Bataan Departs Norfolk Naval Shipyard, Returns to Sea

Tuesday, May 06, 2008

By Mass Communication Specialist 2nd Class (SW/AW) Pedro A. Rodríguez, USS Bataan Public Affairs

USS Bataan (LHD 5) left the Norfolk Naval Shipyard after an eight month dry-docked planned maintenance availability (DPMA), May 5.
Some major jobs completed aboard were completion of a seawater compensated fuel system modification and upgrades to support the newest vertical/short take off and landing Marine Corps aircraft, the MV-22 Osprey.

The fuel compensation modification changes the way the fuel tanks aboard the ship are emptied. As fuel is used, the emptying tanks fill with seawater, so the ship's stability is not reduced as fuel is burned while underway.
"The biggest thing with this modification is stability, but it also requires less manpower to operate, and to some extent, reduces the risk of fuel spills," said Chief Machinist's Mate (SW) Donald Woodard.
The upgrades for the MV-22 Osprey aircraft were made in the hangar bay, flight deck, Aircraft Intermediate Maintenance Department, and supply aviation storage spaces.
"We got a new avionics work center and two metal bending shops specifically for the MV-22," said Chief Aviation Electrician's Mate (AW/SW) Chad A. Vance. "We can now meet the operational requirements of the aircraft."
During the DPMA, many members of 's crew worked on other needed repairs. The paint team, directed by Chief Aviation Boatswain's Mate (Handling) (AW/SW) Hector M. Arroyo, expended thousands of man hours to paint more than 250 spaces, saving thousands of dollars.
"We had two shifts; the main job of the day shift was to prepare the spaces for the night shift, who came in at night to get the spaces painted," said Arroyo.
Other jobs aboard included repairs to the crew living spaces, enhancing the quality of life for crew members who live aboard the ship. Crew members fixed more than 2,000 racks in 17 living spaces throughout the ship.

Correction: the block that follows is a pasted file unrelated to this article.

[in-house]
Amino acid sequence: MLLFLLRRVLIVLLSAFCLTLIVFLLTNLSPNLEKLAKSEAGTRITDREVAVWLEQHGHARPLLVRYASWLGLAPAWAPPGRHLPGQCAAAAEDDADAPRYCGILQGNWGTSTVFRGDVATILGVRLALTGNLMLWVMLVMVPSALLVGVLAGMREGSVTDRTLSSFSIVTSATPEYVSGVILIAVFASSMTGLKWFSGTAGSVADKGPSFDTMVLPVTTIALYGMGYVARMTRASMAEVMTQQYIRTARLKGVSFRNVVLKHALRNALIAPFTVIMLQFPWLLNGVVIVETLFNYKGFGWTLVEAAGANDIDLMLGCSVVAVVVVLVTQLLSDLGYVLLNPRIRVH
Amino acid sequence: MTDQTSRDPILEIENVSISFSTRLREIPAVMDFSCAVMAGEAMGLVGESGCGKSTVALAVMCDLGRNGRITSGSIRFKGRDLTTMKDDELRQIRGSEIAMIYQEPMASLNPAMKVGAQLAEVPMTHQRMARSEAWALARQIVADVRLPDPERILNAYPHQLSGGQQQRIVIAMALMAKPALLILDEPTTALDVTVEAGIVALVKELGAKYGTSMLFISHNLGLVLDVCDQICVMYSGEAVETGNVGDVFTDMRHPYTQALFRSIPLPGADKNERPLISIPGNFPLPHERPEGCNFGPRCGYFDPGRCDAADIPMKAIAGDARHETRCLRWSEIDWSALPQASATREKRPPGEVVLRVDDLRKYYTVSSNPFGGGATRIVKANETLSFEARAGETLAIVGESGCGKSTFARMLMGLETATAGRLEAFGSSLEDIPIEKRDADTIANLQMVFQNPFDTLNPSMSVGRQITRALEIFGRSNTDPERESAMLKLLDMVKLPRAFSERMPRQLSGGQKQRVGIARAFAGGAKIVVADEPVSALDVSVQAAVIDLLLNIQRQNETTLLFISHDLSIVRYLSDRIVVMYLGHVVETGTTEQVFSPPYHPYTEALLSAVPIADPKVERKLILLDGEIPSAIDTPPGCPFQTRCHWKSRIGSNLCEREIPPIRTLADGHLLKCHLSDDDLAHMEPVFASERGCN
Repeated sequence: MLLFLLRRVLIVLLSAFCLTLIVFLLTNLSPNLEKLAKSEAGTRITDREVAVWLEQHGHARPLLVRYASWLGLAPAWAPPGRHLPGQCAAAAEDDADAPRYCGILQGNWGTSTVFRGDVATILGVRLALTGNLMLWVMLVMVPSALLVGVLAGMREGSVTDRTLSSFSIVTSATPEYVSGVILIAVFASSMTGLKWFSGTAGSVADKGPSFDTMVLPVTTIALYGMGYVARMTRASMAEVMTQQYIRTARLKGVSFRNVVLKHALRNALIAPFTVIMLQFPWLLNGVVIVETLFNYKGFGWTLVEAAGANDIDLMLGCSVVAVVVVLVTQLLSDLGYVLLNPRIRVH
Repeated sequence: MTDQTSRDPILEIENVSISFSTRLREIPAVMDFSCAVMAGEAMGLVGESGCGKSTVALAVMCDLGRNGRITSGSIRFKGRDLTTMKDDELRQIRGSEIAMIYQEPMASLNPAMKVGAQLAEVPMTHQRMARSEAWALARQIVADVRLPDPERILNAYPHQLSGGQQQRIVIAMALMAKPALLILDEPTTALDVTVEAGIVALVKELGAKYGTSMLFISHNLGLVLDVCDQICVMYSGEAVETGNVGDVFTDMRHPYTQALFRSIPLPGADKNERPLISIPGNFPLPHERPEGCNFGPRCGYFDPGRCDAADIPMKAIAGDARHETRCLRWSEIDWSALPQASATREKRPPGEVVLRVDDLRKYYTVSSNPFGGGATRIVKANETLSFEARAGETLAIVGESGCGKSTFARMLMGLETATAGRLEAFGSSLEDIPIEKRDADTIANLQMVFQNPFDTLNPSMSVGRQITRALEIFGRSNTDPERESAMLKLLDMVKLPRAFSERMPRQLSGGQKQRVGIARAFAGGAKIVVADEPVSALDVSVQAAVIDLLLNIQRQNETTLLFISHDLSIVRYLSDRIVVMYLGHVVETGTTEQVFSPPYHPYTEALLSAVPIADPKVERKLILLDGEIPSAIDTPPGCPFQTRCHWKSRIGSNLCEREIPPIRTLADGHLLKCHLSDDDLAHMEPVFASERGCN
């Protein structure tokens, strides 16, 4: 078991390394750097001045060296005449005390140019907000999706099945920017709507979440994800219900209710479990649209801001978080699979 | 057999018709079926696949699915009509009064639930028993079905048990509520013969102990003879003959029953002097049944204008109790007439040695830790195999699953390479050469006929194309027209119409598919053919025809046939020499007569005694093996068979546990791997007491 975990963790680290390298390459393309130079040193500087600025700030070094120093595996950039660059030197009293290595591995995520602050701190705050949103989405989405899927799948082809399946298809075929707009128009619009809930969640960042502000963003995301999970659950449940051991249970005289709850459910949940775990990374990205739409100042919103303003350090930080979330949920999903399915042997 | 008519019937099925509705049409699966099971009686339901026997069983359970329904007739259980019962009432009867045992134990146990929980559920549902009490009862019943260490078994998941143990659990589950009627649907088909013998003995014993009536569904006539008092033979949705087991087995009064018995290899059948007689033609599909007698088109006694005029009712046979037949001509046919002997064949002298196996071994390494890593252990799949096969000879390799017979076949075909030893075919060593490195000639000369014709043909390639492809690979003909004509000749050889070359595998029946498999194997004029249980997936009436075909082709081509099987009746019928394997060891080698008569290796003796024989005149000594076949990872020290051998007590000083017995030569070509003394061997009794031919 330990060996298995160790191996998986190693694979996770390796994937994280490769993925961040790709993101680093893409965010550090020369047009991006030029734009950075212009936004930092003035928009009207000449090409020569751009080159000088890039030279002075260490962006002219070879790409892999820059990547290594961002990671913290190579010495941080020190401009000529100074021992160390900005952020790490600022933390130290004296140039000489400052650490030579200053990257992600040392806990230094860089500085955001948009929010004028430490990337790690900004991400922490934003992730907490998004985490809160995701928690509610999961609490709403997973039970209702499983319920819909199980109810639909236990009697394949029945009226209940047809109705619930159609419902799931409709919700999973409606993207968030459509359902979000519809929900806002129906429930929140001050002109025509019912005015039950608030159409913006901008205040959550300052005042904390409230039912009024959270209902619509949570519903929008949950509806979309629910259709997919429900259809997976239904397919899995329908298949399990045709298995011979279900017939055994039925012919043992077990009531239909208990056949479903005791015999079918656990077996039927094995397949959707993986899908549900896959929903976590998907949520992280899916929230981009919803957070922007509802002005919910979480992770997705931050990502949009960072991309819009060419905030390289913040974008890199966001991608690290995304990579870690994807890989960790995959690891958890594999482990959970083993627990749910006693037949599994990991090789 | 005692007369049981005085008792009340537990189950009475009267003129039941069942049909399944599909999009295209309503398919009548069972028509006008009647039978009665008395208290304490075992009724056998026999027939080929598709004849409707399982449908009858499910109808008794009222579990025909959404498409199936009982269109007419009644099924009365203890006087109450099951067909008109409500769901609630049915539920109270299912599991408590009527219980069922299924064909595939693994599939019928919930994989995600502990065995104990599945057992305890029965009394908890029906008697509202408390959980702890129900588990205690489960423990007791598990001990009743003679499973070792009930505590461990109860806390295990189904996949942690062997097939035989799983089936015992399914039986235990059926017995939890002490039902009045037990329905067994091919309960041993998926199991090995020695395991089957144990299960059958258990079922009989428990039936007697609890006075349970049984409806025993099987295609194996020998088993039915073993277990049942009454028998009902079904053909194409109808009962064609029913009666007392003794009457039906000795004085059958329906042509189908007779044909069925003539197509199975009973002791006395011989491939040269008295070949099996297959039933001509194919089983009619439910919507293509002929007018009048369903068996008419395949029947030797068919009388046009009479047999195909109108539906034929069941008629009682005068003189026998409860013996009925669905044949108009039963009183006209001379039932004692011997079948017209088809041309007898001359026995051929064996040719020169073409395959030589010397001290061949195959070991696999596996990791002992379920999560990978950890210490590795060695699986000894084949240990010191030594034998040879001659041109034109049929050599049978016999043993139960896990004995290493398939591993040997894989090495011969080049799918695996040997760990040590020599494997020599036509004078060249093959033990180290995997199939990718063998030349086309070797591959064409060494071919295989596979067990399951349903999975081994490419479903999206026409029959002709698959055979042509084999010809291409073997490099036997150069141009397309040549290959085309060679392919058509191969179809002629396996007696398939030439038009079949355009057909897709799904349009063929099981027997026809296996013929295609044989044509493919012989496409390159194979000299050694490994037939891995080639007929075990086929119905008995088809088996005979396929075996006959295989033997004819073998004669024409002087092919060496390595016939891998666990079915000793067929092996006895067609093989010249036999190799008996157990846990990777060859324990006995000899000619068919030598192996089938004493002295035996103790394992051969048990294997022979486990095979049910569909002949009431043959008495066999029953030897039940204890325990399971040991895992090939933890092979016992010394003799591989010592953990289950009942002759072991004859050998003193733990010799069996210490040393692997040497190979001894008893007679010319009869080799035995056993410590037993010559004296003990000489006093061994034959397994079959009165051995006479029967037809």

"We prepared all living spaces so the paint team could save time painting the spaces," said Aviation Ordnanceman 3rd Class Alexander N. Pisanello, assigned to the rehab team. "We also installed toilets, shower heads, sinks and mirrors."
The main machinery rooms also received repairs and upgrades. had four fuel oil manifolds removed; many fuel tanks were combined into four groups and are now compensated with sea water.
"There were hundreds of feet of new piping installed, and old-style tank level indicators were removed and replaced with radar indicators," said Woodard.
During the eight months the ship was in the yards, 's Sailors never lost ownership of their ship. The Sailors stood duty aboard, manning some of the critical spaces, which required a lot of flexibility.
During the DPMA final phase, conducted her light off assessment, which ensures engineers can safely light off and steam the plant. The events conducted include a management program review to ensure the ship is in accordance with all governing documents and a safety walk-through is done to make sure the material readiness of the main spaces can support the safe light-off.
"The preparations started the day we entered the shipyard," said Woodard. "We had to clean, paint and preserve the engineering spaces."
All equipment is checked using the preventive maintenance system or master light off checks.
"All checks are followed up by a main space fire drill to ensure the ship's fire party can properly fight a main space fire," said Woodard.
"It was eight months of hard work," said Capt. Rick Snyder, 's commanding officer. "We were faced with a lot of challenges in different areas, and we are ready to get back to sea and our nation's tasking."

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